Podcast: Covid conspiracies; Cuba embraces GMOs; biotech vs. nature’s ‘mindless dangers’

hand

A fearful public accepts conspiracy theories because they offer a sense of control in an uncontrollable situation, says a young physician working to educate his patients about COVID-19. Cuba has opened its borders to GM crops after decades of communist rule forbade the use of such ‘capitalistic’ technologies. And genetically engineered mosquitoes illustrate why we have to let scientists combat nature’s ‘mindless dangers.’

Join geneticist Kevin Folta and GLP editor Cameron English on this episode of Science Facts and Fallacies as they break down these latest news stories:

As the COVID-19 pandemic proceeds, many American are embracing coronavirus conspiracy theories to make sense of a chaotic situation over which they have no control. The problem is compounded by the fact that people with conspiratorial leanings already distrust government and believe politicians are weaponizing the virus for ideological reasons. Communicating sound science to a skeptical public under these conditions is a trying task, but newly minted physician Yoo Jung Kim says its doable if people’s concerns are validated and their values respected.

px fidel castro mats terminal washington cropped
Fidel Castro. Credit: Warren K. Leffler

Under Fidel Castro’s iron rule Cuba expressly outlawed genetically engineered seeds, a technology the deceased dictator viewed as the product of America’s corrupt capitalist system. But times have changed on the tiny island nation. Facing food shortages exacerbated by the coronavirus pandemic, Cuba’s leadership in July established a commission to encourage farmers, who have long been unable to grow enough food for the country, to embrace biotechnology. The story painfully illustrates what happens when “a nation [scrambles] to make up for the shortcomings of a command-and-control economic system,” says New Jersey farmer John Rigolizzo, Jr.

Follow the latest news and policy debates on agricultural biotech and biomedicine? Subscribe to our newsletter.

Blood-sucking mosquitoes that vector deadly pathogens like Zika, West Nile, dengue and malaria may be the most dangerous animals that have ever existed. In 2018, for example, malaria alone killed more than 400,000 people. Scientists have genetically engineered mosquitoes that can breed with their disease-spreading relatives and crash their populations, preventing all sorts of human suffering as a result. Yet biotech skeptics vehemently oppose the release of GM mosquitoes on the grounds that they’re unnatural.

While the engineered bugs are indeed laboratory creations, “the back-to-nature crowd tends to forget that ‘nature’ isn’t some benevolent caretaker that keeps our best interests at heart,” writes St. Louis Post Dispatch contributor Kevin McDermott. Nature, though the source of much beauty, is also the creator of many “mindless dangers” that can and should be confronted by the latest scientific advances.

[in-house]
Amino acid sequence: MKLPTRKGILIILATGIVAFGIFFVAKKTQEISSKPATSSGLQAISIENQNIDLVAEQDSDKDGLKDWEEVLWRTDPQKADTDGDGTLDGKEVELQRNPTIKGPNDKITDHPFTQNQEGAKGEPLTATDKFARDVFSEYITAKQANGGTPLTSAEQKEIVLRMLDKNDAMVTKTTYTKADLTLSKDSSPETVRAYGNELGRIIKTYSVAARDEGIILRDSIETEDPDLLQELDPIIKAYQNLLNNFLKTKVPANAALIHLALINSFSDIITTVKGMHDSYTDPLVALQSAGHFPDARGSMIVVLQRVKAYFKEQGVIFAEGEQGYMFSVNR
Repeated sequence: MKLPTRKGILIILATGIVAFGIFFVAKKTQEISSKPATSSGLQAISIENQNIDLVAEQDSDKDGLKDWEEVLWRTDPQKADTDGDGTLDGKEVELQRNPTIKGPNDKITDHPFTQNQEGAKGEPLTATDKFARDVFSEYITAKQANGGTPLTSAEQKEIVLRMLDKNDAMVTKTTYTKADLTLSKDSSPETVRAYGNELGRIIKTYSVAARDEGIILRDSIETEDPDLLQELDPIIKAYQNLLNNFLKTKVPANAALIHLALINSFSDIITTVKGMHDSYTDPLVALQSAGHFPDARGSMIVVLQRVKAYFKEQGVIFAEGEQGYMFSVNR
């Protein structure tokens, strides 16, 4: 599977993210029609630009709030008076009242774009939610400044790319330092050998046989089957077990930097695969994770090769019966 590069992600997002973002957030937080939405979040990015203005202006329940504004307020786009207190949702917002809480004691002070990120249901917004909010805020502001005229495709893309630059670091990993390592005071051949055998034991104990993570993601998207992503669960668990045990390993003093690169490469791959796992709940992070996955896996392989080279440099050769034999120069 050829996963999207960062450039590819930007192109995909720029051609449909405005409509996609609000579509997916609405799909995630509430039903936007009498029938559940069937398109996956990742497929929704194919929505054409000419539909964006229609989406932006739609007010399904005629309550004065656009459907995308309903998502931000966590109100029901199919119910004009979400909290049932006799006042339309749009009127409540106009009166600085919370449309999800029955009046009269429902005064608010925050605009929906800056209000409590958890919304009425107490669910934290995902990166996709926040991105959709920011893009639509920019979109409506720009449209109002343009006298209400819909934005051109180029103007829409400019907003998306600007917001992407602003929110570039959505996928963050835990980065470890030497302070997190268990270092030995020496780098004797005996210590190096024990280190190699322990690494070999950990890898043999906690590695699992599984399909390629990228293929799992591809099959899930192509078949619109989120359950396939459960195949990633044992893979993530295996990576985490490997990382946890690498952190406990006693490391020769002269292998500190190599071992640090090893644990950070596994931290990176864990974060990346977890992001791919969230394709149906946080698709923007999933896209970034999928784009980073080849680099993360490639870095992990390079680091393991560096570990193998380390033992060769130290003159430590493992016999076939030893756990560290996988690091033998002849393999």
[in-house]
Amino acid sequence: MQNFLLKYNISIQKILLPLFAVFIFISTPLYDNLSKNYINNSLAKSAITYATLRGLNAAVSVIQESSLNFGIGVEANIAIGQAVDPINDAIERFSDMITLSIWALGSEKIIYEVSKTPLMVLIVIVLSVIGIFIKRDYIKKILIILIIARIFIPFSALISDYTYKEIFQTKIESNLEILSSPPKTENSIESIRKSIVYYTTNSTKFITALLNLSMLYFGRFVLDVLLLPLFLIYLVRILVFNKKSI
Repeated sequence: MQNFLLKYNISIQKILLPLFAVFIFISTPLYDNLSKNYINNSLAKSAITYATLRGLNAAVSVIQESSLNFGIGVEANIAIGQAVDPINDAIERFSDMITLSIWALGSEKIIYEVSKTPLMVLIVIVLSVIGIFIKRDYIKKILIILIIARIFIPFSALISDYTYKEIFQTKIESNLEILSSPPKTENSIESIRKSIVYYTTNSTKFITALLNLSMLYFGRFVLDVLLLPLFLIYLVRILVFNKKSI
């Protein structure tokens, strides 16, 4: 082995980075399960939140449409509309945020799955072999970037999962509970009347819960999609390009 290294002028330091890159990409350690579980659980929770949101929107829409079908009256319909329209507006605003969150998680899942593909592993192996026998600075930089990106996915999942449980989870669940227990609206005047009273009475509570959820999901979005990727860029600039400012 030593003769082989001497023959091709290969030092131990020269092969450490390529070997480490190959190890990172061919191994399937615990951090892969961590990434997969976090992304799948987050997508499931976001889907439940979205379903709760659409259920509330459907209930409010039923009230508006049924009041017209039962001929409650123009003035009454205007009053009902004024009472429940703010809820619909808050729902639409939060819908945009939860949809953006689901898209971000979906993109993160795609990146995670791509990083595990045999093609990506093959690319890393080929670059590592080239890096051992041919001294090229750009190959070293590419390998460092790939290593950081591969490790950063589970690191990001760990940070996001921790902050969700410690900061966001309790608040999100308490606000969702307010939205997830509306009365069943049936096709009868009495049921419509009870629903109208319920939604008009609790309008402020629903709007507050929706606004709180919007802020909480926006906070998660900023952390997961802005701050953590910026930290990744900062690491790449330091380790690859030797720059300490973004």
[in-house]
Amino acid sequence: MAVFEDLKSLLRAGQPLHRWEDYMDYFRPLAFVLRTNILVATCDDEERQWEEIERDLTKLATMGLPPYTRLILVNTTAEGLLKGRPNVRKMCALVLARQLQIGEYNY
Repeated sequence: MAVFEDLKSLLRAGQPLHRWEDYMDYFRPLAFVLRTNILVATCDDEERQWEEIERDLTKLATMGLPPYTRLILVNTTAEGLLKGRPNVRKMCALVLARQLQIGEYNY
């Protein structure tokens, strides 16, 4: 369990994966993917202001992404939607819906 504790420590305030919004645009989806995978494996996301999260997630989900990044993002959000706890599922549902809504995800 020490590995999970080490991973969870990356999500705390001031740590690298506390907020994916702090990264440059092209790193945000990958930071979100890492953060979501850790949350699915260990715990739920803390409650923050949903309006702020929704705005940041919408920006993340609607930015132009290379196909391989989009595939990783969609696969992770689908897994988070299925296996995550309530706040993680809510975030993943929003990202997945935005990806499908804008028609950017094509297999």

Related article:  Why are some people still afraid of GMOs?

Subscribe to the Science Facts and Fallacies Podcast on iTunes and Spotify.

Kevin M. Folta is a professor in the Horticultural Sciences Department at the University of Florida. Follow Professor Folta on Twitter @kevinfolta

Cameron J. English is the GLP’s managing editor. BIO. Follow him on Twitter @camjenglish

Outbreak
Outbreak Daily Digest
Biotech Facts & Fallacies
Talking Biotech
Genetics Unzipped
ft covidresponseus feature

Video: Viewpoint: The US wrote the global playbook on the coronavirus and then ignored it

A year ago, the United States was regarded as the country best prepared for a pandemic. Our government had spent ...
mag insects image superjumbo v

Disaster interrupted: Which farming system better preserves insect populations: Organic or conventional?

A three-year run of fragmentary Armageddon-like studies had primed the journalism pumps and settled the media framing about the future ...
dead bee desolate city

Are we facing an ‘Insect Apocalypse’ caused by ‘intensive, industrial’ farming and agricultural chemicals? The media say yes; Science says ‘no’

The media call it the “Insect Apocalypse”. In the past three years, the phrase has become an accepted truth of ...
globalmethanebudget globalcarbonproject cropped x

Infographic: Cows cause climate change? Agriculture scientist says ‘belching bovines’ get too much blame

A recent interview by Caroline Stocks, a UK journalist who writes about food, agriculture and the environment, of air quality ...
organic hillside sweet corn x

Organic v conventional using GMOs: Which is the more sustainable farming?

Many consumers spend more for organic food to avoid genetically modified products in part because they believe that “industrial agriculture” ...
benjamin franklin x

Are most GMO safety studies funded by industry?

The assertion that biotech companies do the research and the government just signs off on it is false ...
gmo corn field x

Do GMO Bt (insect-resistant) crops pose a threat to human health or the environment?

Bt is a bacterium found organically in the soil. It is extremely effective in repelling or killing target insects but ...
favicon

Environmental Working Group: EWG challenges safety of GMOs, food pesticide residues

Known by some as the "Environmental Worrying Group," EWG lobbies for tighter GMO legislation and famously puts out annual "dirty dozen" list of fruits and ...
m hansen

Michael Hansen: Architect of Consumers Union ongoing anti-GMO campaign

Michael K. Hansen (born 1956) is thought by critics to be the prime mover behind the ongoing campaign against agricultural biotechnology at Consumer Reports. He is an ...
News on human & agricultural genetics and biotechnology delivered to your inbox.
Optional. Mail on special occasions.
Send this to a friend